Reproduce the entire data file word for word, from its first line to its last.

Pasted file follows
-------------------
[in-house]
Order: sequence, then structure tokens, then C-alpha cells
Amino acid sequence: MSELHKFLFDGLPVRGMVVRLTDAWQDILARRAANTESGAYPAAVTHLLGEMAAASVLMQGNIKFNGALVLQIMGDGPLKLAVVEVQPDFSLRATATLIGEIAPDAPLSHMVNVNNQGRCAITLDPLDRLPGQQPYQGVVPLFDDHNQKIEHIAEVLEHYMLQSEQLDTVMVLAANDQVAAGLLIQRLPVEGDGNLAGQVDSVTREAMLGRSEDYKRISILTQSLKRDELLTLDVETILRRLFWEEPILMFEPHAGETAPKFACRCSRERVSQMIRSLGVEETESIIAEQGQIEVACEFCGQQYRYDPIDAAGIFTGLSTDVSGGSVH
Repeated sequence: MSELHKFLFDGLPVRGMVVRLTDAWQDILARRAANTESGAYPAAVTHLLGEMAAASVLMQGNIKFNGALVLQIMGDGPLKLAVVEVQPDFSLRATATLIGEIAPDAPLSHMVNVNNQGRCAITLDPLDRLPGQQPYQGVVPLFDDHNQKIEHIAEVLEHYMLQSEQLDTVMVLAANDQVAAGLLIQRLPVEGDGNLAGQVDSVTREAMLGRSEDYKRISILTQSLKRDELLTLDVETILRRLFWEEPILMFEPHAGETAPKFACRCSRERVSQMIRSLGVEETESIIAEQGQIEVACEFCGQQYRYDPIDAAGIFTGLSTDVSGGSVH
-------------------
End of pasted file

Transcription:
[in-house]
Order: sequence, then structure tokens, then C-alpha cells
Amino acid sequence: MSELHKFLFDGLPVRGMVVRLTDAWQDILARRAANTESGAYPAAVTHLLGEMAAASVLMQGNIKFNGALVLQIMGDGPLKLAVVEVQPDFSLRATATLIGEIAPDAPLSHMVNVNNQGRCAITLDPLDRLPGQQPYQGVVPLFDDHNQKIEHIAEVLEHYMLQSEQLDTVMVLAANDQVAAGLLIQRLPVEGDGNLAGQVDSVTREAMLGRSEDYKRISILTQSLKRDELLTLDVETILRRLFWEEPILMFEPHAGETAPKFACRCSRERVSQMIRSLGVEETESIIAEQGQIEVACEFCGQQYRYDPIDAAGIFTGLSTDVSGGSVH
Repeated sequence: MSELHKFLFDGLPVRGMVVRLTDAWQDILARRAANTESGAYPAAVTHLLGEMAAASVLMQGNIKFNGALVLQIMGDGPLKLAVVEVQPDFSLRATATLIGEIAPDAPLSHMVNVNNQGRCAITLDPLDRLPGQQPYQGVVPLFDDHNQKIEHIAEVLEHYMLQSEQLDTVMVLAANDQVAAGLLIQRLPVEGDGNLAGQVDSVTREAMLGRSEDYKRISILTQSLKRDELLTLDVETILRRLFWEEPILMFEPHAGETAPKFACRCSRERVSQMIRSLGVEETESIIAEQGQIEVACEFCGQQYRYDPIDAAGIFTGLSTDVSGGSVH